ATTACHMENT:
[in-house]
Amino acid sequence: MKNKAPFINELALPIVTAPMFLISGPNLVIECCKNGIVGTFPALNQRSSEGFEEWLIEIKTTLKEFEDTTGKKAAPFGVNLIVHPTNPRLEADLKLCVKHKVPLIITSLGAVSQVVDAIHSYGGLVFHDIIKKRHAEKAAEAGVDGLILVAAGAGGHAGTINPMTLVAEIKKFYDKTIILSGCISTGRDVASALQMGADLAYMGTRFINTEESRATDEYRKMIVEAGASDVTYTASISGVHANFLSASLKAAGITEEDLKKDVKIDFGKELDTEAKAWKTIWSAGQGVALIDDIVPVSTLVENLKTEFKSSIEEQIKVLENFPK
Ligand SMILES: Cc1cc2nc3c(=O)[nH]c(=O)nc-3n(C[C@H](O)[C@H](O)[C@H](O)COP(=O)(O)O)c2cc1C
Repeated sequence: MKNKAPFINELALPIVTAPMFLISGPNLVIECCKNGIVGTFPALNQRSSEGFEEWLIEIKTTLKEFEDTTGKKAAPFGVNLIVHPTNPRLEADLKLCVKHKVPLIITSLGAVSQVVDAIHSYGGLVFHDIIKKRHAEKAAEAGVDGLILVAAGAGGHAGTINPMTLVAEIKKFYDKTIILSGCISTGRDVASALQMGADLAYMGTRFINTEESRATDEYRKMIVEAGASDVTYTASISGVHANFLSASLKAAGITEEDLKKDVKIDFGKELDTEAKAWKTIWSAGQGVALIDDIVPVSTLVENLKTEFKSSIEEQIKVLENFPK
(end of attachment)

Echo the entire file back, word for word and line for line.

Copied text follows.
[in-house]
Amino acid sequence: MKNKAPFINELALPIVTAPMFLISGPNLVIECCKNGIVGTFPALNQRSSEGFEEWLIEIKTTLKEFEDTTGKKAAPFGVNLIVHPTNPRLEADLKLCVKHKVPLIITSLGAVSQVVDAIHSYGGLVFHDIIKKRHAEKAAEAGVDGLILVAAGAGGHAGTINPMTLVAEIKKFYDKTIILSGCISTGRDVASALQMGADLAYMGTRFINTEESRATDEYRKMIVEAGASDVTYTASISGVHANFLSASLKAAGITEEDLKKDVKIDFGKELDTEAKAWKTIWSAGQGVALIDDIVPVSTLVENLKTEFKSSIEEQIKVLENFPK
Ligand SMILES: Cc1cc2nc3c(=O)[nH]c(=O)nc-3n(C[C@H](O)[C@H](O)[C@H](O)COP(=O)(O)O)c2cc1C
Repeated sequence: MKNKAPFINELALPIVTAPMFLISGPNLVIECCKNGIVGTFPALNQRSSEGFEEWLIEIKTTLKEFEDTTGKKAAPFGVNLIVHPTNPRLEADLKLCVKHKVPLIITSLGAVSQVVDAIHSYGGLVFHDIIKKRHAEKAAEAGVDGLILVAAGAGGHAGTINPMTLVAEIKKFYDKTIILSGCISTGRDVASALQMGADLAYMGTRFINTEESRATDEYRKMIVEAGASDVTYTASISGVHANFLSASLKAAGITEEDLKKDVKIDFGKELDTEAKAWKTIWSAGQGVALIDDIVPVSTLVENLKTEFKSSIEEQIKVLENFPK